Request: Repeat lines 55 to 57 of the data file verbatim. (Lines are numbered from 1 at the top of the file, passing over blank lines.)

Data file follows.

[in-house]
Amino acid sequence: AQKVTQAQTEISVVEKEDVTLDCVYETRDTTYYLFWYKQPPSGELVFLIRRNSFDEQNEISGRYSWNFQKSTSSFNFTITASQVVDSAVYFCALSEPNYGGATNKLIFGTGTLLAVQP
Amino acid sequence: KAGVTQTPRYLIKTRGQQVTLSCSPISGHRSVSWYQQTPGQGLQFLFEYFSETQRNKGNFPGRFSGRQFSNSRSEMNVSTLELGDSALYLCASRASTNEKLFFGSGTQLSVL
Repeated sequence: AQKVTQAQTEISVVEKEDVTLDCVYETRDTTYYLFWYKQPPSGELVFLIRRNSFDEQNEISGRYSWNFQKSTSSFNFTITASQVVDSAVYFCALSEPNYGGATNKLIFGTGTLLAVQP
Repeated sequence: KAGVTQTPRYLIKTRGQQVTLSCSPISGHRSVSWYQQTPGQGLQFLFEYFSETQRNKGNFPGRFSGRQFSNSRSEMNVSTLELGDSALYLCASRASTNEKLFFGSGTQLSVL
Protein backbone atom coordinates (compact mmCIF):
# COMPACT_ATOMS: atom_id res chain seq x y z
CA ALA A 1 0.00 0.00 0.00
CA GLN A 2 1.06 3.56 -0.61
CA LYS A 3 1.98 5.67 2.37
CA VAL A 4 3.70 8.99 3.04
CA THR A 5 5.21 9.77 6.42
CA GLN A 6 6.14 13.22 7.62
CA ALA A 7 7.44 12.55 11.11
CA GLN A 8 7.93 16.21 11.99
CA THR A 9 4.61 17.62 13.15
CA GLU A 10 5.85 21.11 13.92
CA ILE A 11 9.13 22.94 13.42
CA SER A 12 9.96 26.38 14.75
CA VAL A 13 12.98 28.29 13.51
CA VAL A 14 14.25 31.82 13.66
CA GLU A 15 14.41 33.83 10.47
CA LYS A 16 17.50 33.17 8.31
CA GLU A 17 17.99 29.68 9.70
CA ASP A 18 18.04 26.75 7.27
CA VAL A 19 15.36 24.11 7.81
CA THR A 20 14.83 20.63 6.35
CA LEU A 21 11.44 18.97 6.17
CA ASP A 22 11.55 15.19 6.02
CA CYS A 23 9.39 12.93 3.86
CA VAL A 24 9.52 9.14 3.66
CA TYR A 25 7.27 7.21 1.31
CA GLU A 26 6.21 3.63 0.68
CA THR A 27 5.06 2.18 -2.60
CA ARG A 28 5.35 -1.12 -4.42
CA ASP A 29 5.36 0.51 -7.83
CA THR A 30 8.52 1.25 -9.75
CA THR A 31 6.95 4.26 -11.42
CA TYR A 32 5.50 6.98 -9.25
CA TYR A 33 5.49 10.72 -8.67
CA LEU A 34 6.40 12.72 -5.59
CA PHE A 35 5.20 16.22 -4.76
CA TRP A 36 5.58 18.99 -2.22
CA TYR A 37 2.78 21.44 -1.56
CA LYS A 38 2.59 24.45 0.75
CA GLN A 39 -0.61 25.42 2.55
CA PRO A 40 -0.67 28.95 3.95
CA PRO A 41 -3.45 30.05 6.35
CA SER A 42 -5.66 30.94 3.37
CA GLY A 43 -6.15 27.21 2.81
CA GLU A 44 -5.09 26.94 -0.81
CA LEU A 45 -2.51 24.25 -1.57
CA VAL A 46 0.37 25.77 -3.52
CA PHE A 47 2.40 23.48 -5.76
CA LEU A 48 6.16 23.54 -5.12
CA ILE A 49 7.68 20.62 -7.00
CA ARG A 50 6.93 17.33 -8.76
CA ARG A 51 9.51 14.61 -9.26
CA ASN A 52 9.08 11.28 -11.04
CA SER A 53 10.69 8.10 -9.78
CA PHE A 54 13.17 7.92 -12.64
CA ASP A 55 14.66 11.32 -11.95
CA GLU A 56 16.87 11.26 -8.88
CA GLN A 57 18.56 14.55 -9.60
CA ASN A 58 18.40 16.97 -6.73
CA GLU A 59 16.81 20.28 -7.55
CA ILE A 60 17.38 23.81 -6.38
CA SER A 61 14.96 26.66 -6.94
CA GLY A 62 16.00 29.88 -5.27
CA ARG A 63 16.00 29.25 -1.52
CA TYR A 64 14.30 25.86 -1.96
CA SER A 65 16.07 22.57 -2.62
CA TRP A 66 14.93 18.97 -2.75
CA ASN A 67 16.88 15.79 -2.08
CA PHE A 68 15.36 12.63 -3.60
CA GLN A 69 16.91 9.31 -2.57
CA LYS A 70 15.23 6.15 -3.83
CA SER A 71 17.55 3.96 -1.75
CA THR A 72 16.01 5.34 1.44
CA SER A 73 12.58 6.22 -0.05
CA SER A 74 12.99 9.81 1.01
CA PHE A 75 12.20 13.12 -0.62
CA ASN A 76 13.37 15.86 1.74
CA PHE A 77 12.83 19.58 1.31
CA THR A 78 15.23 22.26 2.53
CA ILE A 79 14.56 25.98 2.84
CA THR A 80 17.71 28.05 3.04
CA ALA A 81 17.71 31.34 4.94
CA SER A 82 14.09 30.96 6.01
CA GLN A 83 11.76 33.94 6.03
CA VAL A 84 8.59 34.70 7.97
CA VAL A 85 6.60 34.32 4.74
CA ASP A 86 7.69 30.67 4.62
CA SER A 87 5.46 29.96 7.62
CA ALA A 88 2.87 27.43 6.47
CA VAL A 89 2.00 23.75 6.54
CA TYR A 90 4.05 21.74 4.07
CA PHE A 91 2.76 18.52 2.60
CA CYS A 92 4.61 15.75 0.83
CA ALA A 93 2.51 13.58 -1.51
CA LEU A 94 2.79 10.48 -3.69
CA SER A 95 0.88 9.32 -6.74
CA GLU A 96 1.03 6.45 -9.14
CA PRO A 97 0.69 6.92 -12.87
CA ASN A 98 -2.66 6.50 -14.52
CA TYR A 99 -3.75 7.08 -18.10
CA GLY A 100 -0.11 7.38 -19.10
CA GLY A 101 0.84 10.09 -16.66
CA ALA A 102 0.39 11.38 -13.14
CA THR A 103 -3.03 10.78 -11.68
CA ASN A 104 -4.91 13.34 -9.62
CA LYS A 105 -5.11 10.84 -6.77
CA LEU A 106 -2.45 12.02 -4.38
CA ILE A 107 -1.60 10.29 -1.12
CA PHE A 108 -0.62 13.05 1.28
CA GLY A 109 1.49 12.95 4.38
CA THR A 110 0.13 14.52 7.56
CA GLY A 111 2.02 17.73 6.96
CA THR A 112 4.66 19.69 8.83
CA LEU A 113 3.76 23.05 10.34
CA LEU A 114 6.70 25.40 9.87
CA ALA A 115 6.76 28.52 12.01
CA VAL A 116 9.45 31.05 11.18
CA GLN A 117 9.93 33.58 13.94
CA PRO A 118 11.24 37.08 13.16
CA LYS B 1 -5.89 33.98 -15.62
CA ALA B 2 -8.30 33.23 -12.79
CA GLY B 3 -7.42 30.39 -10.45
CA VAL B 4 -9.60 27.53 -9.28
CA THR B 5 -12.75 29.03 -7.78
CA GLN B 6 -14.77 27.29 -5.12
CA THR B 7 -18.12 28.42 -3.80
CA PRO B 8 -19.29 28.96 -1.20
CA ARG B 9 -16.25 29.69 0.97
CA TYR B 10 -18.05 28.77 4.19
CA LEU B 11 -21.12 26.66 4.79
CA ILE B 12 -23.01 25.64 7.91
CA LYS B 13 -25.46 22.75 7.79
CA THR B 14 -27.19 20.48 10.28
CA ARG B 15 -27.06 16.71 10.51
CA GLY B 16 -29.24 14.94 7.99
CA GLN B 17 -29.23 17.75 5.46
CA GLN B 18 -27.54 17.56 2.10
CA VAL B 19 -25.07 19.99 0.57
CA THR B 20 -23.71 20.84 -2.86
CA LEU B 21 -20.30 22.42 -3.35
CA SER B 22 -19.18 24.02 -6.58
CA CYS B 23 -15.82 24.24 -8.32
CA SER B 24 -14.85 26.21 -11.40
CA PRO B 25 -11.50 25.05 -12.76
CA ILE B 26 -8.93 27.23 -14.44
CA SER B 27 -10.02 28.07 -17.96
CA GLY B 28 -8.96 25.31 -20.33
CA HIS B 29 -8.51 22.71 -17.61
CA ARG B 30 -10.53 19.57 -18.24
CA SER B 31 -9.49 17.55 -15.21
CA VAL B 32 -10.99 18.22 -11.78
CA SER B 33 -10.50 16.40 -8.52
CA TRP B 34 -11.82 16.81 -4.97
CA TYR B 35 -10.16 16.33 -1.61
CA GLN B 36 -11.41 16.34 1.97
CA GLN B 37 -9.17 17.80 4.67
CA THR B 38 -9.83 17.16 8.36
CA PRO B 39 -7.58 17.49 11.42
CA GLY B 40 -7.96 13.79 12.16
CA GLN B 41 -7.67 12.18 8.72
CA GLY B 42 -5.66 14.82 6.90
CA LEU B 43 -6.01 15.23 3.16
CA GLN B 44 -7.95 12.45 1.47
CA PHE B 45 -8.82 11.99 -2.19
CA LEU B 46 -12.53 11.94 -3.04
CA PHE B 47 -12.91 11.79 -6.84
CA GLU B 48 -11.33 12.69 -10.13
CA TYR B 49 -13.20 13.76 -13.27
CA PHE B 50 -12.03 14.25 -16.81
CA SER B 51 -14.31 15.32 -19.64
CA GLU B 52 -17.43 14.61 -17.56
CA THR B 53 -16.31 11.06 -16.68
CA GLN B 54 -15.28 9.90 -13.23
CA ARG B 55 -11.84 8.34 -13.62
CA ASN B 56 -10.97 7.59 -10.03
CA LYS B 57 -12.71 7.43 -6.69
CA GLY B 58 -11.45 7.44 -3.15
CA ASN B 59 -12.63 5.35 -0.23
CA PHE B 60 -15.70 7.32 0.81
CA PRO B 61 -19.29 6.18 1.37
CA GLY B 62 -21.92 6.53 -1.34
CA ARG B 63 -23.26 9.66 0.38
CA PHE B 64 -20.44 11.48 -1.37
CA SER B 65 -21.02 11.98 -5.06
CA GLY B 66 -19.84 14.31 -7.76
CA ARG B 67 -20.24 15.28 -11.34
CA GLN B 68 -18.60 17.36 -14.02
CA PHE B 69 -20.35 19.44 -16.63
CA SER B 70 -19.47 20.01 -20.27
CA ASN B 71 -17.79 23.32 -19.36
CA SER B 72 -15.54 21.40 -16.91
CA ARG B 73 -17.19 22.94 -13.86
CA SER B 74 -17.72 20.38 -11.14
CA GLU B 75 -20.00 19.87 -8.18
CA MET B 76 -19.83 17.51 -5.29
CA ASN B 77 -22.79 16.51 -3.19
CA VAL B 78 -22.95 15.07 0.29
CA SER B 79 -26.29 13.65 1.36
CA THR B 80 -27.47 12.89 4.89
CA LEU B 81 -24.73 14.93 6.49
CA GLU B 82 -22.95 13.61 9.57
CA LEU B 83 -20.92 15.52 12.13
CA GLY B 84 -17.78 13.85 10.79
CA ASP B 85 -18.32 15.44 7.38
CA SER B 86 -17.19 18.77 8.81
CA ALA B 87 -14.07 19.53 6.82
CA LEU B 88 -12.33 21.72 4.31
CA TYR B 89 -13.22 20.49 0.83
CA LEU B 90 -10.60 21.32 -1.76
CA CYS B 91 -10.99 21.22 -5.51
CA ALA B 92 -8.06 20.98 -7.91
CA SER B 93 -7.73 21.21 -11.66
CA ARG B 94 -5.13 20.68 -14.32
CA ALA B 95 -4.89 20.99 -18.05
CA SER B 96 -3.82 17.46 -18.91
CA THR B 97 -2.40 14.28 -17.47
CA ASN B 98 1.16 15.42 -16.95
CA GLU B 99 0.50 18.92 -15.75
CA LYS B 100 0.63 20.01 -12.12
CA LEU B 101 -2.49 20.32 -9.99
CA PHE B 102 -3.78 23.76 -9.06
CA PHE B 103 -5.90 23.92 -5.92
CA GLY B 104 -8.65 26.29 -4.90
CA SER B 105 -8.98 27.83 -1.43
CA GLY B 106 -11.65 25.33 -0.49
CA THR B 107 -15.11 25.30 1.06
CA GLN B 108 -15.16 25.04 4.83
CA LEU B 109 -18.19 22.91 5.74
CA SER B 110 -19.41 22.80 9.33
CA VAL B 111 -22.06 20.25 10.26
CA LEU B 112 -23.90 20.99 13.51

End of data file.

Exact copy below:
CA LEU A 48 6.16 23.54 -5.12
CA ILE A 49 7.68 20.62 -7.00
CA ARG A 50 6.93 17.33 -8.76